Further, are we not putting blinders on the search for proper understanding of the violent behavior of men against women when we limit ourselves in the search for men's violent behavior by searching for only half an answer? Ask half a question, [Why are men violent against women?] and get half an answer. It is my belief that it is not all men in general who are violent against women, it is some men in particular who are much more violent than others, that cause the majority of violent abuse.  Studies demonstrate, that approximately 70 percent of all violent crime in American is committed by 6 percent of violent criminals. It is these chronic offenders that the criminal justice system should concentrate on first. Many domestic violence studies indicate that three out of every four abusers have a history of criminal behavior and more than half a history of violent criminal behavior. Logic also demands that the criminal justice system, used specifically on chronic domestic violence abusers, could dramatically reduce large numbers of women who are being violently abused. This is particularly true for women at the lower end of the soci/economic/educational latter who have little resources to break the cycle of violence the often find themselves in.

There should be little debate that men are much more violent than women. The Bureau of Justice Statistics report May 2000, Intimate Partner Violence indicates that men are the perpetrators 22 percent of the time between 1993 and 1998. In contrast women were the perpetrators only 3 percent of the time. In American, a man murders someone every half-hour. Roughly 1 in every 15,000 Americans is murdered every year. In Homicide Trends in the United States: 1998 Update, from the Bureau of Justice Statistics [www.ojp.usdoj.gov/bjs/homicide/homtrnd.htm] it reports that males are most often the victims and the perpetrators in homicides. Men are more than 9 times more likely than women to commit murder.

Reams of data also demonstrate that it is men who are the major offenders concerning domestic violence. As a society we should be beyond disputing that to be a fact. For those who do want to continue the disputation that the violence between intimates is a 50/50 proposition, rather than wasting our time in this monthly column, I suggest you visit [http://www.icpsr.umich.edu/NACJD/archieve.html.] Or you may find it just as easy to order Violence by Intimates 1998 from the U.S. Department of Justice, Bureau of Justice Statistics Factbook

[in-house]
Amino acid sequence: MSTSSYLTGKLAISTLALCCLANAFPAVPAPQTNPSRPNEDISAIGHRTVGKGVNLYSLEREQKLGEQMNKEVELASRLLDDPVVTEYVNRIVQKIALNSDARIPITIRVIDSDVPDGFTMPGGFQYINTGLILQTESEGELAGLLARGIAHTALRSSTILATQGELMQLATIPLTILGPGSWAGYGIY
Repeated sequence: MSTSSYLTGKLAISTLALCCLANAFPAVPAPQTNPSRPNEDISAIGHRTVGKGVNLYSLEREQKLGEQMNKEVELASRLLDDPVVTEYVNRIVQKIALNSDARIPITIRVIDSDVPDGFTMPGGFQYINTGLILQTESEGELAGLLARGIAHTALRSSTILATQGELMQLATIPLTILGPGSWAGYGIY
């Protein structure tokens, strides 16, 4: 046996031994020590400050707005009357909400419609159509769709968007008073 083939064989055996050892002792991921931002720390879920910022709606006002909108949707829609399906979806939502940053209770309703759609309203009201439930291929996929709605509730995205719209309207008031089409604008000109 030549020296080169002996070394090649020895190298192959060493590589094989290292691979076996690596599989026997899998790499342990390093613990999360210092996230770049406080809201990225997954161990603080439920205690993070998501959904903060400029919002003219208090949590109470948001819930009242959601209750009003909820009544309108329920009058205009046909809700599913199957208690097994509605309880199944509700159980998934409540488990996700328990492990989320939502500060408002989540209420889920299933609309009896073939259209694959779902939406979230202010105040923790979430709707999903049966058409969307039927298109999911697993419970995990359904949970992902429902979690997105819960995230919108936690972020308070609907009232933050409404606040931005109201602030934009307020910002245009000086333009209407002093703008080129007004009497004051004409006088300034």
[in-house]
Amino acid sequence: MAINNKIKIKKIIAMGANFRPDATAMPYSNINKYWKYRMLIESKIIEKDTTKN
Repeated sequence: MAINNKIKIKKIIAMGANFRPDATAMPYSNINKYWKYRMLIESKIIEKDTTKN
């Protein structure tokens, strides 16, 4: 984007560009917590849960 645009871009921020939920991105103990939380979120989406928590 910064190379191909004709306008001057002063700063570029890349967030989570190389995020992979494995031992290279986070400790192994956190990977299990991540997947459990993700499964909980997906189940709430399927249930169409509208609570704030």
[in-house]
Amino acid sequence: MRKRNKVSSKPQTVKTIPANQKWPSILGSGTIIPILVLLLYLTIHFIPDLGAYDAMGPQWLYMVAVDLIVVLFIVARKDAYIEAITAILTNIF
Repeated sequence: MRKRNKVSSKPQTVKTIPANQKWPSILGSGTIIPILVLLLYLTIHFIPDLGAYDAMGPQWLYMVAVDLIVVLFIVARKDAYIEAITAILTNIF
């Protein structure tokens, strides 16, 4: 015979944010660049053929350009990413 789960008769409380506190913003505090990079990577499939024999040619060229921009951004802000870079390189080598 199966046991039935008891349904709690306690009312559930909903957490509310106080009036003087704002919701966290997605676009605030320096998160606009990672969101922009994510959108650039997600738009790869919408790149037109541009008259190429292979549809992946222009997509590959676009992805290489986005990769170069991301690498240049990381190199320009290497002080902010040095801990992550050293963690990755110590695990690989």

There is little empirical scientific data to deny that overwhelmingly, it is men who inflict the majority of violent abuse in our homes on women. However, there are reams of data that demonstrate that often when the victim is weaker than the perpetrator, abuse can and does occur regardless of age or gender. The editors in the executive summary of In Violence in Families: Assessing Prevention and Treatment Programs, report that "running through discussions of child maltreatment, domestic violence, and elder abuse is the idea of unequal power in the relationship between the abuser and the victim." Data demonstrates that parents, caretakers, and siblings, regardless of gender, engage in occasional or chronic battering of young children.

There are many forces that continue to allow violence to occur in our homes that have not been fully explored. There is no single cause or solitary factor that contributes to or creates domestic violence. Next month we will explore that the dynamics that create domestic violence are not always confined to the home.

Richard L. Davis, the author of "Domestic Violence: Facts and Fallacies", Praeger Publishers, Westport CT (1998), retired after 21 years of service with the Brockton, Massachusetts Police Department, he is a Domestic Violence Intervention and Programs consultant.

Copyright © 2000 Richard L. Davis